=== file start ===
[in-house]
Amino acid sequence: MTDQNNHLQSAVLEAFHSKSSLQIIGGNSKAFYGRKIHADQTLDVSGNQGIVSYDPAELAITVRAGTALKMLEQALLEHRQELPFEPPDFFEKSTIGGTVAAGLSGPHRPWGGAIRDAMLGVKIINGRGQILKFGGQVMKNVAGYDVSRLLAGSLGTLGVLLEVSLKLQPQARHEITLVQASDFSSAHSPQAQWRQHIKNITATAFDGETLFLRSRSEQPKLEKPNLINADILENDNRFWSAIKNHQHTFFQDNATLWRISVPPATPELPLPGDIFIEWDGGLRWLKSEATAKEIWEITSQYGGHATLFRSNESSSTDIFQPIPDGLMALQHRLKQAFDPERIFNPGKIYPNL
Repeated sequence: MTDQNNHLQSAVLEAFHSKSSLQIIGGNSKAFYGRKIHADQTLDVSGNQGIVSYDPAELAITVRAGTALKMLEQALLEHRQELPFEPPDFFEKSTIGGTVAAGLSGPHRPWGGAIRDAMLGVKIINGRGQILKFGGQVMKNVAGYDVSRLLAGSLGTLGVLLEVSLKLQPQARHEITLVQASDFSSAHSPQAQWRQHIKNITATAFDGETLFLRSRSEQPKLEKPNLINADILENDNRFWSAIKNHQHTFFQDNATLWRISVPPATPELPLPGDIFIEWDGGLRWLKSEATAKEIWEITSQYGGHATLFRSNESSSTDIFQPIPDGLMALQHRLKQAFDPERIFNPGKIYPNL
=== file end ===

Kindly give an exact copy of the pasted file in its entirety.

[in-house]
Amino acid sequence: MTDQNNHLQSAVLEAFHSKSSLQIIGGNSKAFYGRKIHADQTLDVSGNQGIVSYDPAELAITVRAGTALKMLEQALLEHRQELPFEPPDFFEKSTIGGTVAAGLSGPHRPWGGAIRDAMLGVKIINGRGQILKFGGQVMKNVAGYDVSRLLAGSLGTLGVLLEVSLKLQPQARHEITLVQASDFSSAHSPQAQWRQHIKNITATAFDGETLFLRSRSEQPKLEKPNLINADILENDNRFWSAIKNHQHTFFQDNATLWRISVPPATPELPLPGDIFIEWDGGLRWLKSEATAKEIWEITSQYGGHATLFRSNESSSTDIFQPIPDGLMALQHRLKQAFDPERIFNPGKIYPNL
Repeated sequence: MTDQNNHLQSAVLEAFHSKSSLQIIGGNSKAFYGRKIHADQTLDVSGNQGIVSYDPAELAITVRAGTALKMLEQALLEHRQELPFEPPDFFEKSTIGGTVAAGLSGPHRPWGGAIRDAMLGVKIINGRGQILKFGGQVMKNVAGYDVSRLLAGSLGTLGVLLEVSLKLQPQARHEITLVQASDFSSAHSPQAQWRQHIKNITATAFDGETLFLRSRSEQPKLEKPNLINADILENDNRFWSAIKNHQHTFFQDNATLWRISVPPATPELPLPGDIFIEWDGGLRWLKSEATAKEIWEITSQYGGHATLFRSNESSSTDIFQPIPDGLMALQHRLKQAFDPERIFNPGKIYPNL